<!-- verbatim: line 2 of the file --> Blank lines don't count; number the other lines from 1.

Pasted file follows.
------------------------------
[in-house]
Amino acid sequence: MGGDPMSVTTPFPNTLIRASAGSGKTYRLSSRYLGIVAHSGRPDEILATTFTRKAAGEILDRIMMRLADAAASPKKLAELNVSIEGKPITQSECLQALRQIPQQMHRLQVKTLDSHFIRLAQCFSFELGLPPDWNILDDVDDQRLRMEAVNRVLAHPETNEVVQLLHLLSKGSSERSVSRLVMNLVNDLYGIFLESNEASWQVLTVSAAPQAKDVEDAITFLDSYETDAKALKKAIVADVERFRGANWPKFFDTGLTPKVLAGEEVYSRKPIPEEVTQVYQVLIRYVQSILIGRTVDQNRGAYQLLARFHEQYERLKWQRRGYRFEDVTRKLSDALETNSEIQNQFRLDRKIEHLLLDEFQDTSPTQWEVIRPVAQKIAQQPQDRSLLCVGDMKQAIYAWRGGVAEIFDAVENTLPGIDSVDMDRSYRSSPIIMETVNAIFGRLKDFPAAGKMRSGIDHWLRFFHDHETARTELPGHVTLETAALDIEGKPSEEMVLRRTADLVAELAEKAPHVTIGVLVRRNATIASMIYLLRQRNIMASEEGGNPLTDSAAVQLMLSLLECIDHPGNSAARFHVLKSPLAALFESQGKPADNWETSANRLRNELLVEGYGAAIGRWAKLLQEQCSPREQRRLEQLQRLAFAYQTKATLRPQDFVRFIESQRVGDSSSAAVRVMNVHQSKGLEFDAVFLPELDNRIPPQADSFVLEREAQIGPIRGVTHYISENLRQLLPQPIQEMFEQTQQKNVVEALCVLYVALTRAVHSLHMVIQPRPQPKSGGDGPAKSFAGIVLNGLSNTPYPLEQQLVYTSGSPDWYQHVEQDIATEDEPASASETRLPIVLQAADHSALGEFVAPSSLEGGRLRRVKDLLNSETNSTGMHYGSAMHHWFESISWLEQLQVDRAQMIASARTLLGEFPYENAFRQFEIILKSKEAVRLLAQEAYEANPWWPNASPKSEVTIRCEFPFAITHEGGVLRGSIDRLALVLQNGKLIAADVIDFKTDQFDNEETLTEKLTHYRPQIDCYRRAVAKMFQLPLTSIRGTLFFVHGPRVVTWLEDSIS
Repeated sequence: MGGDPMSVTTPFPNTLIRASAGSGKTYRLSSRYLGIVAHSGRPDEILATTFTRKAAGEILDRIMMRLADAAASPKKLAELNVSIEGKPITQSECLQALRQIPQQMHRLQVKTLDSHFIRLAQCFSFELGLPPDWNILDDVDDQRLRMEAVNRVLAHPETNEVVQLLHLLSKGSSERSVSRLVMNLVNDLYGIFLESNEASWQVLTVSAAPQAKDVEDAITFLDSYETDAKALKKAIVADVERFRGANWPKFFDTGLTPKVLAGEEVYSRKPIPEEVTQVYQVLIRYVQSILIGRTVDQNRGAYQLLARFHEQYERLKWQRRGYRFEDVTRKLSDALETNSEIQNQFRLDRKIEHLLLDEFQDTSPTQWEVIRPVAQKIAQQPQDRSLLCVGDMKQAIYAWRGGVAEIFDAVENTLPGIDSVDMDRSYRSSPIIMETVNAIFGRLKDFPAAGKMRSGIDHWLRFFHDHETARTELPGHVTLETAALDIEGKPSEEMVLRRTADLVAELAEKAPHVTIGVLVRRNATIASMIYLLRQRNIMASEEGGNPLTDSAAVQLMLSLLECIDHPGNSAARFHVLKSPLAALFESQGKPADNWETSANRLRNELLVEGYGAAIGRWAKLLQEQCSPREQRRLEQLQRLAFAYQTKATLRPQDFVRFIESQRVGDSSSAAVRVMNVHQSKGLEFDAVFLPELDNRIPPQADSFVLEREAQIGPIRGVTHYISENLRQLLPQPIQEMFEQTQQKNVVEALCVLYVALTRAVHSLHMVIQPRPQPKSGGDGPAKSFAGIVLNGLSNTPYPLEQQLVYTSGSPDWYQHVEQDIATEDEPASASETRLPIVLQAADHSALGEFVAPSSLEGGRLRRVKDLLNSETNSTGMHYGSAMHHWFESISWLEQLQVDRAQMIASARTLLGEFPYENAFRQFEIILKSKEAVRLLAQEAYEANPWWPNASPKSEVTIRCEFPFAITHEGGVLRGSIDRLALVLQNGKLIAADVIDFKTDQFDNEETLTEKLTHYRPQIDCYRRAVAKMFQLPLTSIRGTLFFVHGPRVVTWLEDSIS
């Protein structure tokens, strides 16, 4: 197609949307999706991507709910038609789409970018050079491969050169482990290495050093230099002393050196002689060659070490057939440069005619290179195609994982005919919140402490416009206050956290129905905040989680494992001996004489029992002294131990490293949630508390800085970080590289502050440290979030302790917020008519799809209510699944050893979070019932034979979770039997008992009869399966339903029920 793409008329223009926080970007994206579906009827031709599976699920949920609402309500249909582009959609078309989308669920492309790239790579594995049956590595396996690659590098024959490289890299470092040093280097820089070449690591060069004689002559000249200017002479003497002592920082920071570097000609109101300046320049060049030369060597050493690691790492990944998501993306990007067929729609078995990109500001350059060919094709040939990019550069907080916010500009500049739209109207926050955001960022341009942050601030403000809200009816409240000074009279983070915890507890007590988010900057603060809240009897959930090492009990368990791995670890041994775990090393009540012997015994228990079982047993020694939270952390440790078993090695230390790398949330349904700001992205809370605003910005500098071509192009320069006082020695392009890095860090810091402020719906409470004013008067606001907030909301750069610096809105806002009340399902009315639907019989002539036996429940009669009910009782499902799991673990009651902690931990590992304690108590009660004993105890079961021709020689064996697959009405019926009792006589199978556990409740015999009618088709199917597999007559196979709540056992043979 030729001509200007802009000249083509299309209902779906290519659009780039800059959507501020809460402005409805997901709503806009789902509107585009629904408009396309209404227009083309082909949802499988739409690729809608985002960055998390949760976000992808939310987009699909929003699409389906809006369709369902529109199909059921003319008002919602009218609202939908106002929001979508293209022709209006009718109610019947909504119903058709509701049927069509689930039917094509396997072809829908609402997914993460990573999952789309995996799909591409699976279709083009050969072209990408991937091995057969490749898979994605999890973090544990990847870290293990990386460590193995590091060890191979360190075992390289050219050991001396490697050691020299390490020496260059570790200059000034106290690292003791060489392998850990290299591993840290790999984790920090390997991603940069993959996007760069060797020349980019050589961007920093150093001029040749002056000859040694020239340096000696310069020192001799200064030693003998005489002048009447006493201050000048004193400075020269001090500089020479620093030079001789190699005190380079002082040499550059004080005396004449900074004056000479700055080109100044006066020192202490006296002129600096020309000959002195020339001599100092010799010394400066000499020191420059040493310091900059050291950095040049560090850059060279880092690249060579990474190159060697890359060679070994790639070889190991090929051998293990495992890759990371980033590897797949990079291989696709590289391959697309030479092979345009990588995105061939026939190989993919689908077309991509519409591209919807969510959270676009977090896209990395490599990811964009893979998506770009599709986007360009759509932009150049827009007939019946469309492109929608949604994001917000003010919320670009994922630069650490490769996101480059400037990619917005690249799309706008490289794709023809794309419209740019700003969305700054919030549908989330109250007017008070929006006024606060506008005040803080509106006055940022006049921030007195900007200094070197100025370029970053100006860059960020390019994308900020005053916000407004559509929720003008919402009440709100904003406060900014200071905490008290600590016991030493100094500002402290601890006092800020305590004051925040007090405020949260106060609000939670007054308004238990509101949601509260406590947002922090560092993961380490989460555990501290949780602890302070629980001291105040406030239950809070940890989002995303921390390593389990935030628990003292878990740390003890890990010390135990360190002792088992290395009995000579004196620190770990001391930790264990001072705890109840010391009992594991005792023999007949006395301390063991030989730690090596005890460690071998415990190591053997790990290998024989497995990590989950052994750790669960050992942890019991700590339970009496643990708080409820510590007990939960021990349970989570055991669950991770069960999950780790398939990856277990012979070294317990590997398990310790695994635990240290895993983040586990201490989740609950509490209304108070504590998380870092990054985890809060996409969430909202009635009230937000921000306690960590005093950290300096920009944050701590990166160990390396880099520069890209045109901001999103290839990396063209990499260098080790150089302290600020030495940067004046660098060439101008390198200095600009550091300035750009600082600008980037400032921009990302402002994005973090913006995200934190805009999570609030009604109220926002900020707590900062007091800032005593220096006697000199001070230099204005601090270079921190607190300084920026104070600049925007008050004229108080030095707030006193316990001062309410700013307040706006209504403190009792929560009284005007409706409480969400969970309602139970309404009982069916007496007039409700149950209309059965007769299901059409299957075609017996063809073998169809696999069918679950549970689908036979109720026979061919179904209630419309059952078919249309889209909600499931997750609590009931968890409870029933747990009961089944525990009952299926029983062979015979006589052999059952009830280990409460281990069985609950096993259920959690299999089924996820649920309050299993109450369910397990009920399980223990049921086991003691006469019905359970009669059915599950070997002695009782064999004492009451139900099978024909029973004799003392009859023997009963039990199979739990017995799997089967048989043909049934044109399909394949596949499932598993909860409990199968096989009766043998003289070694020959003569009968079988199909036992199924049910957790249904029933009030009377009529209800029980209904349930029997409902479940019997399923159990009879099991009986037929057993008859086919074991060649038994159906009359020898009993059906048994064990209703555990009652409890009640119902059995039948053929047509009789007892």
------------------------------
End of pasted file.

Amino acid sequence: MGGDPMSVTTPFPNTLIRASAGSGKTYRLSSRYLGIVAHSGRPDEILATTFTRKAAGEILDRIMMRLADAAASPKKLAELNVSIEGKPITQSECLQALRQIPQQMHRLQVKTLDSHFIRLAQCFSFELGLPPDWNILDDVDDQRLRMEAVNRVLAHPETNEVVQLLHLLSKGSSERSVSRLVMNLVNDLYGIFLESNEASWQVLTVSAAPQAKDVEDAITFLDSYETDAKALKKAIVADVERFRGANWPKFFDTGLTPKVLAGEEVYSRKPIPEEVTQVYQVLIRYVQSILIGRTVDQNRGAYQLLARFHEQYERLKWQRRGYRFEDVTRKLSDALETNSEIQNQFRLDRKIEHLLLDEFQDTSPTQWEVIRPVAQKIAQQPQDRSLLCVGDMKQAIYAWRGGVAEIFDAVENTLPGIDSVDMDRSYRSSPIIMETVNAIFGRLKDFPAAGKMRSGIDHWLRFFHDHETARTELPGHVTLETAALDIEGKPSEEMVLRRTADLVAELAEKAPHVTIGVLVRRNATIASMIYLLRQRNIMASEEGGNPLTDSAAVQLMLSLLECIDHPGNSAARFHVLKSPLAALFESQGKPADNWETSANRLRNELLVEGYGAAIGRWAKLLQEQCSPREQRRLEQLQRLAFAYQTKATLRPQDFVRFIESQRVGDSSSAAVRVMNVHQSKGLEFDAVFLPELDNRIPPQADSFVLEREAQIGPIRGVTHYISENLRQLLPQPIQEMFEQTQQKNVVEALCVLYVALTRAVHSLHMVIQPRPQPKSGGDGPAKSFAGIVLNGLSNTPYPLEQQLVYTSGSPDWYQHVEQDIATEDEPASASETRLPIVLQAADHSALGEFVAPSSLEGGRLRRVKDLLNSETNSTGMHYGSAMHHWFESISWLEQLQVDRAQMIASARTLLGEFPYENAFRQFEIILKSKEAVRLLAQEAYEANPWWPNASPKSEVTIRCEFPFAITHEGGVLRGSIDRLALVLQNGKLIAADVIDFKTDQFDNEETLTEKLTHYRPQIDCYRRAVAKMFQLPLTSIRGTLFFVHGPRVVTWLEDSIS